- Add your lemon juice, granulated sugar, and lemon zest to a large, shallow sauté pan.
- Stir constantly with a whisk and bring to a simmer over medium heat.
- When it has reached a simmer, scoop about 1 cup of the lemon juice mixture and slowly add it into the egg yolk mixture while whisking. Add about 1 cup of liquid total.
- Add the tempered egg mixture back into the lemon mixture while whisking constantly. Keep an eye on it and keep whisking, if you walk away for even a minute, the eggs can curdle.
- Whisk constantly and cook over medium heat until desired thickness. I cook mine for about 2 minutes because I like thick lemon curd. Use a thermometer to check the temperature of the lemon curd.Removing the curd at 170ºF (76ºC)will yield a thinner consistency while removing at 180ºF (82ºC) will be thicker.
- Add your butter in chunks to the lemon curd and whisk until the buter is melted and combined. Remove the lemon curd from the heat. It will continue to thicken as it cools.
- Pour the finished lemon curd into a heat-proof jar or bowl. Cover the curd with plastic wrap so that it is touching the surface of the curd without any air bubbles in between, this will prevent a skin from forming on the top of the curd. Store it in the fridge for up to one week or freeze it for up to a year.
- Weigh your ingredients to avoid failure. Using a kitchen scale for baking is super easy and gives you the best results every single time.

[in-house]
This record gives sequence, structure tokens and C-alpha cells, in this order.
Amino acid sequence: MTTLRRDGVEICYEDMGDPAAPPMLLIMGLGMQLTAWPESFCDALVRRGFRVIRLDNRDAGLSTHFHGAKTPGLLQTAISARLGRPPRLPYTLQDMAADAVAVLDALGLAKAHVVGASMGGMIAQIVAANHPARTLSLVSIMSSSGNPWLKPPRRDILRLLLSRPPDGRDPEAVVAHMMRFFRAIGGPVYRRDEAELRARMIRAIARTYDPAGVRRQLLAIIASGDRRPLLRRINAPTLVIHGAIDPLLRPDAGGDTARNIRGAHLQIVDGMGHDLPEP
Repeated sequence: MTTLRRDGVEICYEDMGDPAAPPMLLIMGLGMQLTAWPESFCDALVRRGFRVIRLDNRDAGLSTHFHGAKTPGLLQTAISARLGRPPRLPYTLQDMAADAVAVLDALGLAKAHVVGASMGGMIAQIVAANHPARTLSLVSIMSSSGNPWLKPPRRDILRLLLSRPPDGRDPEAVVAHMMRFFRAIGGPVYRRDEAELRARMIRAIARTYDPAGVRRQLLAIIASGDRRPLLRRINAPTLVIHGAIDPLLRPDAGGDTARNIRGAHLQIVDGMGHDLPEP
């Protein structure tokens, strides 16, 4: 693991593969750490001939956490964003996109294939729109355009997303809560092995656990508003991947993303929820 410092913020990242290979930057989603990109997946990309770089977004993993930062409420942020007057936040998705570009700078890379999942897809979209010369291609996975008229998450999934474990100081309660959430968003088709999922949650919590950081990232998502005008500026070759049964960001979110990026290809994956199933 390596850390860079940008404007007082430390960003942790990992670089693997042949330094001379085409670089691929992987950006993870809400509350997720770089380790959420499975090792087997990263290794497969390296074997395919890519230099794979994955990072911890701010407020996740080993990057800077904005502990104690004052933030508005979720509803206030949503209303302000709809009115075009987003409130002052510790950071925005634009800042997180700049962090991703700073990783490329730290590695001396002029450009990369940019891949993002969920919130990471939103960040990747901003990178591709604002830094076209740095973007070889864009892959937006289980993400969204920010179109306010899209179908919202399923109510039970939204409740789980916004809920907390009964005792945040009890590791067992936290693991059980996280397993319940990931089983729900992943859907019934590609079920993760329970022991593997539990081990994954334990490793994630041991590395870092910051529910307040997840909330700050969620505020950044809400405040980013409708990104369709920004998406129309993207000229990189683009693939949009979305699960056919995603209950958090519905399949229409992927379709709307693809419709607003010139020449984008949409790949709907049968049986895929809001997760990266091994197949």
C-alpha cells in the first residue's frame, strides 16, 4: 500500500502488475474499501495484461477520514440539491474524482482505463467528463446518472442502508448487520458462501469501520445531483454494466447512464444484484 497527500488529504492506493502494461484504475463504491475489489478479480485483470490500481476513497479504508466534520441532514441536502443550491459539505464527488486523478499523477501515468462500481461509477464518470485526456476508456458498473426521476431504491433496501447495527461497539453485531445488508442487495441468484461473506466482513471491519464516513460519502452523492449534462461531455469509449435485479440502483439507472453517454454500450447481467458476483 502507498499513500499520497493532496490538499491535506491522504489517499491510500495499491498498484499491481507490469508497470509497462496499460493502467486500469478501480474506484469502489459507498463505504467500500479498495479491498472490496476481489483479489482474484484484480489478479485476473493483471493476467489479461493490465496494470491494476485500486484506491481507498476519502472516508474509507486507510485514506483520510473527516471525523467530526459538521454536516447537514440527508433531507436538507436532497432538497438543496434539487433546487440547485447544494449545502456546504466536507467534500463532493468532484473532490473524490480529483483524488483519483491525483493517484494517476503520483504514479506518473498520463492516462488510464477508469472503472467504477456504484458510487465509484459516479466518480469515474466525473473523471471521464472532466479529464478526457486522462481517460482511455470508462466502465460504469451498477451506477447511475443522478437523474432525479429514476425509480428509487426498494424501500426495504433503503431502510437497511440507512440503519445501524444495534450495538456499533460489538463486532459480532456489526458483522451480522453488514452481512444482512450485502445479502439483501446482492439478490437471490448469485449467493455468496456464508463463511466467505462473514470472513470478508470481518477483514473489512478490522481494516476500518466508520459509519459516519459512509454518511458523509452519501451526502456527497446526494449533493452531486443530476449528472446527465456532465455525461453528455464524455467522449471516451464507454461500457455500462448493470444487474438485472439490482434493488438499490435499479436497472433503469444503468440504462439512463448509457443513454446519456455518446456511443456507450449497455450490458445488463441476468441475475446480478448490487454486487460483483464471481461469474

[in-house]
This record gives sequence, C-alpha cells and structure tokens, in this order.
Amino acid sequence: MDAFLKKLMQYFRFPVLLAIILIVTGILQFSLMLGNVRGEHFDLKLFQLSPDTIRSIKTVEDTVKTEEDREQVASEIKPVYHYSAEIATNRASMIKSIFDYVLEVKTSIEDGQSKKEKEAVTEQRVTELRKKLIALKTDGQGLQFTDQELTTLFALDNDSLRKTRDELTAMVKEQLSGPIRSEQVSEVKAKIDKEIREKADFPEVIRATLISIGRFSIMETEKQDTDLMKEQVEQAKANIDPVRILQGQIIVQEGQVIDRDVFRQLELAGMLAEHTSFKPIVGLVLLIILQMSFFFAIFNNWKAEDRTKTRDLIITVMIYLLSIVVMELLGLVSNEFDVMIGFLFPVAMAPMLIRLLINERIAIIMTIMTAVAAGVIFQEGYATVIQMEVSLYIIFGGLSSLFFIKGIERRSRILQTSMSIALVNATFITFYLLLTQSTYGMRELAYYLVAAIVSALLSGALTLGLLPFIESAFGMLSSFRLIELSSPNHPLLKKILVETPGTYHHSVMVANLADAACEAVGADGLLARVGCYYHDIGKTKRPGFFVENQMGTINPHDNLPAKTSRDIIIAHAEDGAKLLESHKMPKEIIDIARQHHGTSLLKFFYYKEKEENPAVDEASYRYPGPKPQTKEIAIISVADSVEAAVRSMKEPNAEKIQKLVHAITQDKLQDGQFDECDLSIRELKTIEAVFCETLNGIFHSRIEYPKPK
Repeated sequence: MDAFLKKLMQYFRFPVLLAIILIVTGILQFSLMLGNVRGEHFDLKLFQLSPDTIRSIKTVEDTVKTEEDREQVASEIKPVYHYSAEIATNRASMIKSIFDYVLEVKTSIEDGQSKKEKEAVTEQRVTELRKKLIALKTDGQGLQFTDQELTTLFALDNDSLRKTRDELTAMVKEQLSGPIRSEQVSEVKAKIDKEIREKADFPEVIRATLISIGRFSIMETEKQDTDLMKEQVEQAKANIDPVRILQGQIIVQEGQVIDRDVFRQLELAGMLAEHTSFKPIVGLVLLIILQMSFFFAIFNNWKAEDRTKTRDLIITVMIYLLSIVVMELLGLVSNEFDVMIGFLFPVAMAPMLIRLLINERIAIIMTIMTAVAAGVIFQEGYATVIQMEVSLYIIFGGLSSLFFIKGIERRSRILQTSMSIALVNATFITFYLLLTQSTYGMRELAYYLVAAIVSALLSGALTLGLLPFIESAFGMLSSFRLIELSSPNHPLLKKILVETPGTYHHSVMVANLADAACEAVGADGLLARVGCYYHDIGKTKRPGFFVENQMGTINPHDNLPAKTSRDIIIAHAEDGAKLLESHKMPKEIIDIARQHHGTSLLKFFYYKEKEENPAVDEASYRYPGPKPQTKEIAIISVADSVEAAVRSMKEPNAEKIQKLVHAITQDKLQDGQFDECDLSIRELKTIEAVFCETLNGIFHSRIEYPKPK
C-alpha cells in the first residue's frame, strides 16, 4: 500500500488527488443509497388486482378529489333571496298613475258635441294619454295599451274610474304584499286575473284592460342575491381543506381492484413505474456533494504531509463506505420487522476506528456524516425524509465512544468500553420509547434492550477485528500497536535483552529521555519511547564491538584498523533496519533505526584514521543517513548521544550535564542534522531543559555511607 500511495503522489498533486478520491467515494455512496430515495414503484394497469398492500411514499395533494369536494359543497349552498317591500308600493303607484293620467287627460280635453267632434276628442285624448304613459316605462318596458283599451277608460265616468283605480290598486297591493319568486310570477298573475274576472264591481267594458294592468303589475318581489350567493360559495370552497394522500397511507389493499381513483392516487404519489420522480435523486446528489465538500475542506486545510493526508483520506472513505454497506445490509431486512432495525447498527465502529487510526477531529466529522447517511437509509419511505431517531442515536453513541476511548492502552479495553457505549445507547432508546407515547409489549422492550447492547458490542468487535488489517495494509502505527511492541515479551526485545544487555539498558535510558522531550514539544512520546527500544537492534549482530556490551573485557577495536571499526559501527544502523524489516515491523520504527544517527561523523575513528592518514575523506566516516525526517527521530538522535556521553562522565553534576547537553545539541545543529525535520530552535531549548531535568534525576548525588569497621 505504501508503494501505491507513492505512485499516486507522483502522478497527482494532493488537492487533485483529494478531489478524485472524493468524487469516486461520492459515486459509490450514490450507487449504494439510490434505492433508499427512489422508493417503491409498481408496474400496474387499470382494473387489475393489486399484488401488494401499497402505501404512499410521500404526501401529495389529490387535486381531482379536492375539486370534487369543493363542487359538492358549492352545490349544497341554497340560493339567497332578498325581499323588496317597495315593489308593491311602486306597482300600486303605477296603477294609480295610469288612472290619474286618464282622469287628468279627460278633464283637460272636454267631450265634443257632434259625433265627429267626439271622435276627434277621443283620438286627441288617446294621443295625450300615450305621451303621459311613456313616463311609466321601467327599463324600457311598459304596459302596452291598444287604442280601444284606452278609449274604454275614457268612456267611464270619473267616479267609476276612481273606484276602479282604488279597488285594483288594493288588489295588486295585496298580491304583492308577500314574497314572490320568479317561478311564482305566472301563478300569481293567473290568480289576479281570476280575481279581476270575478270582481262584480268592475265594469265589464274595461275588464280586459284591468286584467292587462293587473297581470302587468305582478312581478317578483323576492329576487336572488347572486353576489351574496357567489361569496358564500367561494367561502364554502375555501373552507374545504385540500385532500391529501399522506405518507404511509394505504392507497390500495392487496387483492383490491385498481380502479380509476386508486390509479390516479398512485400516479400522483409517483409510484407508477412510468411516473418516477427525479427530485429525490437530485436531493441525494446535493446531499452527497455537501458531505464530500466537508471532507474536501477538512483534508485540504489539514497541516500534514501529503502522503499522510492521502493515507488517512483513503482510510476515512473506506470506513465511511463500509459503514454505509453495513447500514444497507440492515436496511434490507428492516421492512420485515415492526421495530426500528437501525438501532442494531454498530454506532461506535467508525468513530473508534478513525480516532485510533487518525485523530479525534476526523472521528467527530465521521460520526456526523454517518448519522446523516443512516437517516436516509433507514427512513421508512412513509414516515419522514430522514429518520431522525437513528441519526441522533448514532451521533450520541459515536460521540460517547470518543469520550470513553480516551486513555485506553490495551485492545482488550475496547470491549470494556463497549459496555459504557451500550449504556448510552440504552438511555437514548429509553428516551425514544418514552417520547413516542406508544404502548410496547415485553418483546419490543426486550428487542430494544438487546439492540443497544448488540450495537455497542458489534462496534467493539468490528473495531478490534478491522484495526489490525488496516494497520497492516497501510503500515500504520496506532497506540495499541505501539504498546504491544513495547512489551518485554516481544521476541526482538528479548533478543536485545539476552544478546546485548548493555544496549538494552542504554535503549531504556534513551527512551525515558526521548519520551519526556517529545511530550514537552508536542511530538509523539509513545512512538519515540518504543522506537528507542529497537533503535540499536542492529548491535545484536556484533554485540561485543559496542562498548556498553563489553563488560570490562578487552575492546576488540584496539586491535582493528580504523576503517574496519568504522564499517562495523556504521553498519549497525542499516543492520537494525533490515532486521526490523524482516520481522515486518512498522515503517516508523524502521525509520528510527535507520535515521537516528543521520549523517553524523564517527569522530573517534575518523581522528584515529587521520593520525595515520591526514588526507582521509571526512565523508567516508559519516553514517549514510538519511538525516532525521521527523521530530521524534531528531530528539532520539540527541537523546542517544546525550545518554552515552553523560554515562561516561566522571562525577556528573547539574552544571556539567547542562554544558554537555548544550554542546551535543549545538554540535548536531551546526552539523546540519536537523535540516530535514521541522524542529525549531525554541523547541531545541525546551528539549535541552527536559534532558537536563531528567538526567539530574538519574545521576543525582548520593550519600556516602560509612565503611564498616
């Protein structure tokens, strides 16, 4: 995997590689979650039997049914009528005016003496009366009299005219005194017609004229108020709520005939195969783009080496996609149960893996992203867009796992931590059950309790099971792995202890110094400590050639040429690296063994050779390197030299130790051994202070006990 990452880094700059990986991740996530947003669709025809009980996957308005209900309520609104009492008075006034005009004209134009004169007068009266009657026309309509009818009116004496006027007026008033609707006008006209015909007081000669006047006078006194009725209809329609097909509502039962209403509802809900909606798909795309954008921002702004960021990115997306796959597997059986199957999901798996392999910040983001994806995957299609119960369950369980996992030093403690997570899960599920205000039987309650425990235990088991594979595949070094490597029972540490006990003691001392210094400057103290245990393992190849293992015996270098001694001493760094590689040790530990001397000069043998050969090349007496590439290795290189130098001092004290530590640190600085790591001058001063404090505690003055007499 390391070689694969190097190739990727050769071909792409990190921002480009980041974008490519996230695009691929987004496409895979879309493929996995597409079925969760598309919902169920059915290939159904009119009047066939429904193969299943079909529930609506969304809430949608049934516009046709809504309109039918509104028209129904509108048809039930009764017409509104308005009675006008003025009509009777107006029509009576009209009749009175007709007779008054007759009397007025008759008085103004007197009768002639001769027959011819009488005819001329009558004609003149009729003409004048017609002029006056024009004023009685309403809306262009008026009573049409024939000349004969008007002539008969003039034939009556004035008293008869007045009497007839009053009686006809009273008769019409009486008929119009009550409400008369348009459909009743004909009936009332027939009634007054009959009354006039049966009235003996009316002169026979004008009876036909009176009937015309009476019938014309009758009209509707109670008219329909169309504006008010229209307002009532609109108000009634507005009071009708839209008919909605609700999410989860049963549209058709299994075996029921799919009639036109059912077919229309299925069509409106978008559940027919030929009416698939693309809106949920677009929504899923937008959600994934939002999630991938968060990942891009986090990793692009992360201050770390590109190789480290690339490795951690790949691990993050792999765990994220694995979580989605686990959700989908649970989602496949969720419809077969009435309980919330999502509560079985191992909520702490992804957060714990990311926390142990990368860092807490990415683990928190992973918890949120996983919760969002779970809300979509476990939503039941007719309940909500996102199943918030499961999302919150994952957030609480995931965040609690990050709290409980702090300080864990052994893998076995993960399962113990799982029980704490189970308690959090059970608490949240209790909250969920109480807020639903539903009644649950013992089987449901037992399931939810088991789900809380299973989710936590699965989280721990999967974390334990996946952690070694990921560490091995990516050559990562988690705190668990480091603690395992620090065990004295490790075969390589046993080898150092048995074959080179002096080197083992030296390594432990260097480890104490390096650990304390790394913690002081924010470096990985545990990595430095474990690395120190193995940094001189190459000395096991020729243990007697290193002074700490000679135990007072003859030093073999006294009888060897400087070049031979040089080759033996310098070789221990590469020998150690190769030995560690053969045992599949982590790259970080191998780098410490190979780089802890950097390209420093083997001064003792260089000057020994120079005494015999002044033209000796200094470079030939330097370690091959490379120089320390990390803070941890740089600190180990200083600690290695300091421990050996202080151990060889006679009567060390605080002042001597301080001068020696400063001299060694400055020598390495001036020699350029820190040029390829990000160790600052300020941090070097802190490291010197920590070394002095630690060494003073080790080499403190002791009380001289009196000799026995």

- Roll your lemons before slicing to release the juices better. Make sure you avoid the pith (white part) of the lemon. That part is super bitter and will make your curd taste weird.
- Adding some of the hot lemon mixture into the egg yolks is called "tempering." This helps the eggs mix in smoothly and not curdle.
- Test the thickness of your curd by dipping the back of a spoon into your lemon curd and drag your finger across it. If it holds the shape without dripping off too quickly, it's done!
- If you intend to use this as a cake filling, make sure to cook your lemon curd to at least 175º F. If you don’t, you could end up with runny lemon curd.
- If your mixture is lumpy, you can strain it to remove any large pieces of zest, seeds or curdled eggs.
- Meyer lemons are not the same as regular lemons. You'll want to use regular lemons for this recipe. You can also use bottled lemon juice if needed, but fresh is best.